Deborah Klugman

Chris Rivera as Poins

Tom Hanks Brings Perfect, Outsized Humor to His L.A. Stage Debut in Henry IV

In his Los Angeles stage debut, Tom Hanks, as a bloviating Falstaff, becomes every inch the maddening outrageous clown that Shakespeare must have intended him to be in Henry IV.The funniest moment may be when, in battle, Falstaff collapses and pretends to die before his confused opponent ever touches him with his sword. (The parallel between this character’s gasbag behavior and that of our nation’s narcissistic Bloviator-in-Chief compounds the ironic humor.)...
French Stewart and Steve Apostolina play friends scheming to sell an edition of Walt Whitman's Leaves of Grass in Apostolina's Forever Bound.; Credit: Kathy Flynn

Forever Bound: Ultimately, a Face-off Between Good and Evil

Steve Apostolina’s dark and thoughtful dramedy, Forever Bound, starts out as two disparate narratives that come together in an intense disquieting way. Commencing as a wry comedy about a nebbish whose life is on the downturn, it culminates as a riveting face-off between good and evil, and highlights just how hard it can be to sever the formidable bonds that bind us to our past....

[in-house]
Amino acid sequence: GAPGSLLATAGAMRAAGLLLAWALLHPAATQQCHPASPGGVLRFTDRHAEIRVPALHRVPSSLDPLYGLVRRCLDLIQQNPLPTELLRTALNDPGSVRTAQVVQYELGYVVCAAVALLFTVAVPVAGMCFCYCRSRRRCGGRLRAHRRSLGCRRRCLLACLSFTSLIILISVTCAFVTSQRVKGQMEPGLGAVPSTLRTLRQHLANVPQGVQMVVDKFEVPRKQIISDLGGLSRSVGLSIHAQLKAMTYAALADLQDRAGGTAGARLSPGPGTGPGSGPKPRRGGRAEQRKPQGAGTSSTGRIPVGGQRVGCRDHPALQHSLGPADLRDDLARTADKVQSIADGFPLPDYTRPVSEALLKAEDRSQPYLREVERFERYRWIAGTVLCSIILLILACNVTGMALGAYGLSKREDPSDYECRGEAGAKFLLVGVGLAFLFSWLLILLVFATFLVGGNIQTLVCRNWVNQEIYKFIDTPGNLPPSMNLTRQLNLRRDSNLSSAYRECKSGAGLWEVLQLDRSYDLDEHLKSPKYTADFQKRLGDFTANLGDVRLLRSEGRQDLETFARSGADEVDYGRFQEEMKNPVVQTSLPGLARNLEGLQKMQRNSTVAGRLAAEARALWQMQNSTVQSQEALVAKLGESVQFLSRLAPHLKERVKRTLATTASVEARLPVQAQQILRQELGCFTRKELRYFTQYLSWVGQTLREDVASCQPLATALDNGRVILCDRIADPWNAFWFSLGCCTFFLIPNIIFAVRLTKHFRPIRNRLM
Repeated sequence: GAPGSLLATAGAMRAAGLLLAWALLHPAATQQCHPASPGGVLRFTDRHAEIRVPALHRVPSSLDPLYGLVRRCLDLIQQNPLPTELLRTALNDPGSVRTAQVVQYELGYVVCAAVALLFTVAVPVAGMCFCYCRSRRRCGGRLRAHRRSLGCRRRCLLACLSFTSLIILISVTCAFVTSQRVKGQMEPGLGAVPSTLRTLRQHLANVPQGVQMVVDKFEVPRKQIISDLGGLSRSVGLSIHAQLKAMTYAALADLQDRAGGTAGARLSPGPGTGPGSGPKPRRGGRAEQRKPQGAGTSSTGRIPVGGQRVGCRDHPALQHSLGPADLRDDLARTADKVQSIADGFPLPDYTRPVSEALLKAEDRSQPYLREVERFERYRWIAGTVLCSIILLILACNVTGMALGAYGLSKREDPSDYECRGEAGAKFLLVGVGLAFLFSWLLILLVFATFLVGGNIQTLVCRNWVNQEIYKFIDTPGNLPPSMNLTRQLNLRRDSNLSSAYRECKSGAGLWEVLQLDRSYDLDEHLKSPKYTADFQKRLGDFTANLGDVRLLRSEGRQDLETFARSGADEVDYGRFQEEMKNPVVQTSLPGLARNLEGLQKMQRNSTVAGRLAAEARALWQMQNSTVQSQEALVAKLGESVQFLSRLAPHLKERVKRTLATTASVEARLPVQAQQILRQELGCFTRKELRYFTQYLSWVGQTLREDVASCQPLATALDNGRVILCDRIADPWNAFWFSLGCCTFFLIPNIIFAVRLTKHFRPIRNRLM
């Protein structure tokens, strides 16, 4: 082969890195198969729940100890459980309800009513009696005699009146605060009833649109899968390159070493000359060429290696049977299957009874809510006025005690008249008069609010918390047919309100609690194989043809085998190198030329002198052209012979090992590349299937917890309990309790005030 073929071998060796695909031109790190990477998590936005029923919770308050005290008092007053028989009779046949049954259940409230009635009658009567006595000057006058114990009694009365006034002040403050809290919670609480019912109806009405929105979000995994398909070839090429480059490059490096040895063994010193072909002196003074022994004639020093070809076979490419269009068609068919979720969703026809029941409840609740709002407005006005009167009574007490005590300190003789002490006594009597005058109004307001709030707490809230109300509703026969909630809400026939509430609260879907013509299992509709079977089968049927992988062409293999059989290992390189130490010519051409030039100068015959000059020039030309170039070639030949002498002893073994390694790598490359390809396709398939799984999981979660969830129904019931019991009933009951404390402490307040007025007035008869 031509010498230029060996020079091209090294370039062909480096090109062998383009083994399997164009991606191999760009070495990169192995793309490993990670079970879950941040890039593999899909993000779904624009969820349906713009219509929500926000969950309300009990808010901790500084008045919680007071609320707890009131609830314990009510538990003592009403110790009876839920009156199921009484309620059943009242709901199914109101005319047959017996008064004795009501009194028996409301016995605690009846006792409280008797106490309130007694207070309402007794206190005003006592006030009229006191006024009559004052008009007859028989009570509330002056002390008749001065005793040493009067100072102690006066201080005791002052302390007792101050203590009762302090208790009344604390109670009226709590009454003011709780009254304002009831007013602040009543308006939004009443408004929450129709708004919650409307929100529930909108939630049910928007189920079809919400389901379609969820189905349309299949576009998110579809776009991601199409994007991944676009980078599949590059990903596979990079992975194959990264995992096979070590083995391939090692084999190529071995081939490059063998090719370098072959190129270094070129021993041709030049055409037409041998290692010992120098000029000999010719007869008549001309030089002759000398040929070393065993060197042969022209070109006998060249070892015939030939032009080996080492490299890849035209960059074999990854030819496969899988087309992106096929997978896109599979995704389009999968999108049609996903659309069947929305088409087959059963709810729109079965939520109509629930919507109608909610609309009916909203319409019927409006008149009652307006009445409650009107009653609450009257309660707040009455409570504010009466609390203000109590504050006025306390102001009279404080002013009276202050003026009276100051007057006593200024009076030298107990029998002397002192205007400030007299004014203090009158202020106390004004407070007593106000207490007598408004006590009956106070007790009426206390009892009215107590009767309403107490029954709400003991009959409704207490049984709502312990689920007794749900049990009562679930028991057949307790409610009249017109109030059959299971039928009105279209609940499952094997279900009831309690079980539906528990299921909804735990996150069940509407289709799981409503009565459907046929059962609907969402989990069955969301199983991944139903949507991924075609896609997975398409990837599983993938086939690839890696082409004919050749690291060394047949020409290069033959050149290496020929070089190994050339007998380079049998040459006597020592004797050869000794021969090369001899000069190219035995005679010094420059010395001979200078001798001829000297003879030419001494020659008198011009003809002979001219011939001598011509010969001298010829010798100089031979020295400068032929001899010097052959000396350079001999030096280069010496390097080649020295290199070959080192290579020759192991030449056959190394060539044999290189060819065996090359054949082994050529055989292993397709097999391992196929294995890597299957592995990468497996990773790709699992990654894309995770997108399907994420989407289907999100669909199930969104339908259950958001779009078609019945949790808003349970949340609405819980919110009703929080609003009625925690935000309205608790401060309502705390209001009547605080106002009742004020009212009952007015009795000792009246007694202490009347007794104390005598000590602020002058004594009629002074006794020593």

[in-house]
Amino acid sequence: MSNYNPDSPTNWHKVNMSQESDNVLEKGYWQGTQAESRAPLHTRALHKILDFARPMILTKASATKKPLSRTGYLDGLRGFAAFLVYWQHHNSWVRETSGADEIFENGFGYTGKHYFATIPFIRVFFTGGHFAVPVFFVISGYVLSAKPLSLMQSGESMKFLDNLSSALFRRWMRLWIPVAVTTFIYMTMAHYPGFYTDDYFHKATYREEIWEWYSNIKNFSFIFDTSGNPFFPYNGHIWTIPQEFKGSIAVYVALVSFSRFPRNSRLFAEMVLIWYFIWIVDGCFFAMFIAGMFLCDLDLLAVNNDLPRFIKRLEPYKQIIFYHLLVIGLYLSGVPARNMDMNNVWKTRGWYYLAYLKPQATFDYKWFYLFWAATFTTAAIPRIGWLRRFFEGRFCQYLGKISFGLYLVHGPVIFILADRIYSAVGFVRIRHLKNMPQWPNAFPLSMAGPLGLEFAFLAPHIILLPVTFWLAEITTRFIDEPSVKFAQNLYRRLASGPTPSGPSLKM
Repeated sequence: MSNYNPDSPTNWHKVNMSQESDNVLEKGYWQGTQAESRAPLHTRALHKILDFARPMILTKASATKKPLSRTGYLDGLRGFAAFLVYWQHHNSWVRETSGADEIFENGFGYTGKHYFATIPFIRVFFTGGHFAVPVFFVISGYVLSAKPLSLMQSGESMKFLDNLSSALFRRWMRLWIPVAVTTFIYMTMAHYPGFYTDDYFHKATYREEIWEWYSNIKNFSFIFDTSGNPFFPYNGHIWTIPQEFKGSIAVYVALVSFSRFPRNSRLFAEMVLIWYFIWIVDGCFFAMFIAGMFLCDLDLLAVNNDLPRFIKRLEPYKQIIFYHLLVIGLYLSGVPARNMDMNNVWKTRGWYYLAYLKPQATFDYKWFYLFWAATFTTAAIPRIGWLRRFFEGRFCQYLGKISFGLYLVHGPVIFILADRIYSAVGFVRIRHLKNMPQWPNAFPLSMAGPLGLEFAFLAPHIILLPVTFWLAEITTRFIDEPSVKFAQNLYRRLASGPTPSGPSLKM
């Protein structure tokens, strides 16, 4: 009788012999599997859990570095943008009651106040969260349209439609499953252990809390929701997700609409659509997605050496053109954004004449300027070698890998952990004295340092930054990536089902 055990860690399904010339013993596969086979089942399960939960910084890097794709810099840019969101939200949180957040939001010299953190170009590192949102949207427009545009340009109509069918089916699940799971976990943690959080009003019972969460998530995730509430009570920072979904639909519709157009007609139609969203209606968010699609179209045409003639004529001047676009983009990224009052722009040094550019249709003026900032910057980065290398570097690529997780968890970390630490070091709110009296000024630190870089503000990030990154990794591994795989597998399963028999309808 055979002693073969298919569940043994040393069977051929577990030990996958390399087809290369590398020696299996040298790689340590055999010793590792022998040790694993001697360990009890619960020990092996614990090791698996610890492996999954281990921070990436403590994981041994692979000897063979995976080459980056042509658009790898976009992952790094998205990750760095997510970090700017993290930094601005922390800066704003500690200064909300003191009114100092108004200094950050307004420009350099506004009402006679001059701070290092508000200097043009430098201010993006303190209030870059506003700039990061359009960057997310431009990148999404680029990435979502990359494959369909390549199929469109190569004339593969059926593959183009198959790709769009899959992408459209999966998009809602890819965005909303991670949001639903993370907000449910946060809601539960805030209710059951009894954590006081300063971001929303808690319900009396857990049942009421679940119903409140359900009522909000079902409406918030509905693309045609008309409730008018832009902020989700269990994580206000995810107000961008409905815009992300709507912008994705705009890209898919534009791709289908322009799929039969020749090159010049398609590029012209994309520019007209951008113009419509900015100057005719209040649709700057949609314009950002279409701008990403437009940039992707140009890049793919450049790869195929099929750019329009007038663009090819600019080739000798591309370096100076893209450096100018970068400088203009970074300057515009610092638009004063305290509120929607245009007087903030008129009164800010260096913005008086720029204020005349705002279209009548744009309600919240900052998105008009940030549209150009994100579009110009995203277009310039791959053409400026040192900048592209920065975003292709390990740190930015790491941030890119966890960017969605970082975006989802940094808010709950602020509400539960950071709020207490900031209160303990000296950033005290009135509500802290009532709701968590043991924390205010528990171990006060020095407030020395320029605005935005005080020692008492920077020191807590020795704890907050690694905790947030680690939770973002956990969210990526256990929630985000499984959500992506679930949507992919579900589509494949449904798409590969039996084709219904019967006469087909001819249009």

Jon Chaffin

Added Character Enhances Vitality of Antaeus' Excellent Native Son

The burden of being prejudged by others is at the core of both the novel and the play. But writer Nambi E. Kelley makes a singular change in her adaptation: She creates a new character, the Black Rat (Noel Arthur), an interior self, savvier and more articulate than the public Bigger (who tends to skulk and sulk), and the inner voice that keeps reminding him of his humiliating pariah status in society....
Arianna Ortiz

The Madres Takes on Still-Pertinent Story of los Desaparecidos

The play features strong female characters and a reminder of what can happen to ordinary people when democracy falls prey to ruthless, demoniacal villainy (really, you can’t repeat this message too often). But playwright Stephanie Alison Walker's setup is too convenient, and Guerrero’s orchestration of pacing and nuance underscores the shortcomings of the material....
Peter Mendoza

Elliot, A Soldier's Fugue Is Poetic But Not That Affecting

The first play in a three-part trilogy, Elliot: A Soldier's Fugue at the Kirk Douglas Theatre delves into the experience of war for three generations of soldiers in a Puerto Rican-American family. The language is poetic, but onstage, events and emotions transpire in a way that's mostly flat and not all that affecting....
LA Weekly